By Scott Umstattd
Canon Lens Reviews | Canon EF 50mm f/1.8 II Lens: When you've had enough of the kit lens that came with your Canon DSLR purchase, get the Canon EF 50mm f/1.8 II lens. It may the most acquired and kept lens by many professional and amateur photographers.
The Canon 50mm f/1.8 lens is so popular and such an important lens because it only costs about $100 (even less when used) and it returns sharp images even when the aperture is wide open. Stop it down just a little more to f/2.8 and f/3.2 and the lens gets even sharper.
The Canon EF 50mm f/1.8 II is also a great lens if you are shooting video with your DSLR.
But be forewarned, this Canon lens is cheap. It is cheaply made of cheap plastic and it will break if you drop it. It has only five aperture blades. So, it doesn’t have the bokeh of the 8-blade, $1,500 Canon EF 50mm f/1.2L USM lens. But the Canon 50mm f/1.8 lens is so small and light that I hardly notice it in my bag. The Canon 50mm f/1.2L can weigh you down if you are travelling.
When I need a low light lens, I often turn to my Canon EF 50mm f/1.8 II lens. At 50mm, it's also a great portrait and low light wedding lens. I can also steal the last minutes of sunlight to finish out a day of shooting with this lens.
Focusing is not lightning quick and the colors are not as good as the Canon EF 50mm f/1.2L USM lens but remember: $100 vs. $1,500. It's not really a fair comparison.
If you are looking for a cheaper way to take powerful pictures, the Canon 50mm f/1.8 will give you much better results than any standard kit lens for less money. And it certainly outperforms other kit lenses in low light situations. Throw a Canon Extension Tube on it and you've got a pretty good combo for macro photography.
Since this is a prime lens you lose the ability to zoom. But then again, your pictures will look so much better compared to your zooming kit lens!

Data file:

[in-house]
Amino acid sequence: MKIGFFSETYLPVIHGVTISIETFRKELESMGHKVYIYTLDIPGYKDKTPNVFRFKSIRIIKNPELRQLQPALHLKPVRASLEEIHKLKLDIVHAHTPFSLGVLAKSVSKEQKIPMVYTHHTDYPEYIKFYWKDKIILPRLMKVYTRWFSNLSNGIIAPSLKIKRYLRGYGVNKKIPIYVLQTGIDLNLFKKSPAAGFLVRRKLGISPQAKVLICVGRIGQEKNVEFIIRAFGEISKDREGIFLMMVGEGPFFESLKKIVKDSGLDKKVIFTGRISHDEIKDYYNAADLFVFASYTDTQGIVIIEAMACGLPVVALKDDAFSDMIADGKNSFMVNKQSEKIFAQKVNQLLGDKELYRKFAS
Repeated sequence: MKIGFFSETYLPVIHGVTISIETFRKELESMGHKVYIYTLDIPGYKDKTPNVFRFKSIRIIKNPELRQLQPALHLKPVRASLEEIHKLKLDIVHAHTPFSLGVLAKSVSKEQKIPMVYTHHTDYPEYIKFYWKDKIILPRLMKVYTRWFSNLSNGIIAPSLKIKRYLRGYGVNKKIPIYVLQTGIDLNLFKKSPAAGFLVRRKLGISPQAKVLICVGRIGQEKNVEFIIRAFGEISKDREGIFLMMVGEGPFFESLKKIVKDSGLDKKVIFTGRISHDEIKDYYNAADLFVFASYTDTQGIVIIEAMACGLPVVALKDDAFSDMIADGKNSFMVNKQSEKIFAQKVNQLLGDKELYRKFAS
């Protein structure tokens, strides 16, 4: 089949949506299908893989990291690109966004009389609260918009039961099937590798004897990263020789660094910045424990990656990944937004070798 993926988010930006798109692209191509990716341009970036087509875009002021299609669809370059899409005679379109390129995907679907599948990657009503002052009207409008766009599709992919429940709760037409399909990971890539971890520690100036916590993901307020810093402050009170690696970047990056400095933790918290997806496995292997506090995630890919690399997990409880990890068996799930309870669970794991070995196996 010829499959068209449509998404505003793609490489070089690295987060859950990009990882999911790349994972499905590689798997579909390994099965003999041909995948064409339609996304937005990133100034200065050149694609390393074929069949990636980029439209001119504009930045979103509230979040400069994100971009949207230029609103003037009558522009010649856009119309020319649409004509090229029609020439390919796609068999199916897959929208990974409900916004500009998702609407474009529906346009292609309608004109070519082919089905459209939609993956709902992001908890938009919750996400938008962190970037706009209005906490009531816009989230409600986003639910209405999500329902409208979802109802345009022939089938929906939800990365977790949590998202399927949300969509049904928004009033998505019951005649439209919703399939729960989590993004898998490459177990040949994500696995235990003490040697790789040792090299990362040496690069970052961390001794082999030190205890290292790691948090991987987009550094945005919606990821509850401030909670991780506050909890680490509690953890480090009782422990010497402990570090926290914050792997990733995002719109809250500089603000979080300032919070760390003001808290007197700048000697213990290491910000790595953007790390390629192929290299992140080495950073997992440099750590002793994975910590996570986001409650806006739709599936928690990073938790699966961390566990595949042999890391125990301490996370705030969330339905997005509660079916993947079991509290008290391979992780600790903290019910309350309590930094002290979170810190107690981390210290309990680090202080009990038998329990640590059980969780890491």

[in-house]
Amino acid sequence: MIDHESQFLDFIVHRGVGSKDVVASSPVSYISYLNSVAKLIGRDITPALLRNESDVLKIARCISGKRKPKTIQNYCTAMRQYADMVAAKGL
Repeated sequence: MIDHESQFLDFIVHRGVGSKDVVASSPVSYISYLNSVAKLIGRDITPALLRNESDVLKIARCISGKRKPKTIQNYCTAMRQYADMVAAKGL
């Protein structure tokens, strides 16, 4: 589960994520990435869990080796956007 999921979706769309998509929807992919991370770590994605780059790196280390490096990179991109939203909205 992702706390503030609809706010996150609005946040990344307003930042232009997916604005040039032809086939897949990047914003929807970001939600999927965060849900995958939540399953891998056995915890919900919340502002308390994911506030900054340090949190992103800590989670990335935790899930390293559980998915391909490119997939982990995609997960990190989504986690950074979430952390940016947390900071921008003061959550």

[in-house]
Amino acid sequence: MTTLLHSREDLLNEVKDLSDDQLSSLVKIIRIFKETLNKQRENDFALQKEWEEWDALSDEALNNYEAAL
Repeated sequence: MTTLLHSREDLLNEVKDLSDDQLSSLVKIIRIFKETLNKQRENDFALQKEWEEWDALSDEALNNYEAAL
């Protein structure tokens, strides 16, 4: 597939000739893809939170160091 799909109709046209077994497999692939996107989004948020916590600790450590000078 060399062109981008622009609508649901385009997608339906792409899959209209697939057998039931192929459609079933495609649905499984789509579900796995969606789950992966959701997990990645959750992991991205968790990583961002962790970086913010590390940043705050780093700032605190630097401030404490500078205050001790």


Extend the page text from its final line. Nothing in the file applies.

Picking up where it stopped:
Opt for better pictures. Opt for a better lens. Better glass will give you cleaner images to take into post production. This is a great first lens and it is the best choice for budget conscious photographers who have grown weary of their kit lens.
Yes, it is plastic. And yes, it will likely cause some major damage if you drop it. I bet I could shatter this lens if I threw it against a brick wall. Other lenses that cost ten times as much are better made and can withstand drops, bumps, dust or moisture and probably wouldn't shatter if thrown against a brick wall.
But how often do you go around testing how sturdy and weather tight your lenses are? I don’t drop lenses very often and it's even less often that I throw my equipment against brick walls. If you give your Canon 50mm f/1.8 II the same loving care you would give a $1,500 lens the fact that it is plastic won’t matter.
Canon Lens Reviews - Talk is cheap. Here are some pictures taken with my Canon EF 50mm f/1.8 II lens.
ISO - 400. Aperture - f/3.5. Shutter Speed - 1/250.
ISO - 800. Aperture - f/5.6. Shutter Speed - 1/13.
ISO - 800. Aperture - f/7.1. Shutter Speed - 1/80.
ISO - 320. Aperture - f/3.6. Shutter Speed - 1/50.
Photo taken with a Canon 30D and a Canon 50mm f/1.8 II lens.
ISO - 100. Aperture - f/1.8. Shutter Speed - 1/800.
ISO - 5000. Aperture - f/5. Shutter Speed - 1/80.
ISO - 640. Aperture - f/3.3. Shutter Speed - 1/125.
ISO - 100. Aperture - f/6.3 Shutter Speed - 1/100.
ISO - 100. Aperture - f/3.5. Shutter Speed - 1/50.
Bottom line: f/1.8 for about $100.
Get one one and never look back. This won't be your everyday lens, but it will save your day time and time again as long as you keep it close by. Which isn't hard because it is so small and light. Just don't throw it against a brick wall.